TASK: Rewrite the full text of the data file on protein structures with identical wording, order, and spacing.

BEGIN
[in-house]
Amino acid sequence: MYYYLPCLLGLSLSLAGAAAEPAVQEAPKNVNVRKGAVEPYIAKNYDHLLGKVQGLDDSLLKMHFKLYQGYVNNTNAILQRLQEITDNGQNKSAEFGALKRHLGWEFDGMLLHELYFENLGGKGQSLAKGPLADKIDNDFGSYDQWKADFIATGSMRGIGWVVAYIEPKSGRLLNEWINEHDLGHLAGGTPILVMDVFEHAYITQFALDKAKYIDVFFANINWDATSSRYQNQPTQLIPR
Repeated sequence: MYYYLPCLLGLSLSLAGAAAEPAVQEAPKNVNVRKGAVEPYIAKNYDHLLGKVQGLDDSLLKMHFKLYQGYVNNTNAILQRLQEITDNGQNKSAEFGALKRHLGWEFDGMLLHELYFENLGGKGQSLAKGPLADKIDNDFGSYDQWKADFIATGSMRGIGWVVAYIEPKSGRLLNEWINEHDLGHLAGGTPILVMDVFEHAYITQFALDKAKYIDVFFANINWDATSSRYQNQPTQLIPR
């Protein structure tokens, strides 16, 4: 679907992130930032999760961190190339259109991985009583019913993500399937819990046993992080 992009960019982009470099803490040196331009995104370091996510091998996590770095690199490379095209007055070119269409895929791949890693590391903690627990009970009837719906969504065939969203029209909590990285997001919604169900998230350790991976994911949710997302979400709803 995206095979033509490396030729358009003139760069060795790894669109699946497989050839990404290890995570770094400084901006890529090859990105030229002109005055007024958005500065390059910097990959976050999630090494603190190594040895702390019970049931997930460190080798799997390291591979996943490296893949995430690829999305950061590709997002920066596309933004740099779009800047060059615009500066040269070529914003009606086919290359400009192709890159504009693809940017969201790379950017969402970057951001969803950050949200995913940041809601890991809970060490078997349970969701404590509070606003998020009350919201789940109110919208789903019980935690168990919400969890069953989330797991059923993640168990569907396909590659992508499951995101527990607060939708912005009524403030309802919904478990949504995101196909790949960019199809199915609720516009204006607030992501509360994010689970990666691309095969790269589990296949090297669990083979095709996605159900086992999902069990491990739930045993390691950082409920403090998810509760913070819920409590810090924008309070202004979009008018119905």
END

[in-house]
Amino acid sequence: MYYYLPCLLGLSLSLAGAAAEPAVQEAPKNVNVRKGAVEPYIAKNYDHLLGKVQGLDDSLLKMHFKLYQGYVNNTNAILQRLQEITDNGQNKSAEFGALKRHLGWEFDGMLLHELYFENLGGKGQSLAKGPLADKIDNDFGSYDQWKADFIATGSMRGIGWVVAYIEPKSGRLLNEWINEHDLGHLAGGTPILVMDVFEHAYITQFALDKAKYIDVFFANINWDATSSRYQNQPTQLIPR
Repeated sequence: MYYYLPCLLGLSLSLAGAAAEPAVQEAPKNVNVRKGAVEPYIAKNYDHLLGKVQGLDDSLLKMHFKLYQGYVNNTNAILQRLQEITDNGQNKSAEFGALKRHLGWEFDGMLLHELYFENLGGKGQSLAKGPLADKIDNDFGSYDQWKADFIATGSMRGIGWVVAYIEPKSGRLLNEWINEHDLGHLAGGTPILVMDVFEHAYITQFALDKAKYIDVFFANINWDATSSRYQNQPTQLIPR
């Protein structure tokens, strides 16, 4: 679907992130930032999760961190190339259109991985009583019913993500399937819990046993992080 992009960019982009470099803490040196331009995104370091996510091998996590770095690199490379095209007055070119269409895929791949890693590391903690627990009970009837719906969504065939969203029209909590990285997001919604169900998230350790991976994911949710997302979400709803 995206095979033509490396030729358009003139760069060795790894669109699946497989050839990404290890995570770094400084901006890529090859990105030229002109005055007024958005500065390059910097990959976050999630090494603190190594040895702390019970049931997930460190080798799997390291591979996943490296893949995430690829999305950061590709997002920066596309933004740099779009800047060059615009500066040269070529914003009606086919290359400009192709890159504009693809940017969201790379950017969402970057951001969803950050949200995913940041809601890991809970060490078997349970969701404590509070606003998020009350919201789940109110919208789903019980935690168990919400969890069953989330797991059923993640168990569907396909590659992508499951995101527990607060939708912005009524403030309802919904478990949504995101196909790949960019199809199915609720516009204006607030992501509360994010689970990666691309095969790269589990296949090297669990083979095709996605159900086992999902069990491990739930045993390691950082409920403090998810509760913070819920409590810090924008309070202004979009008018119905």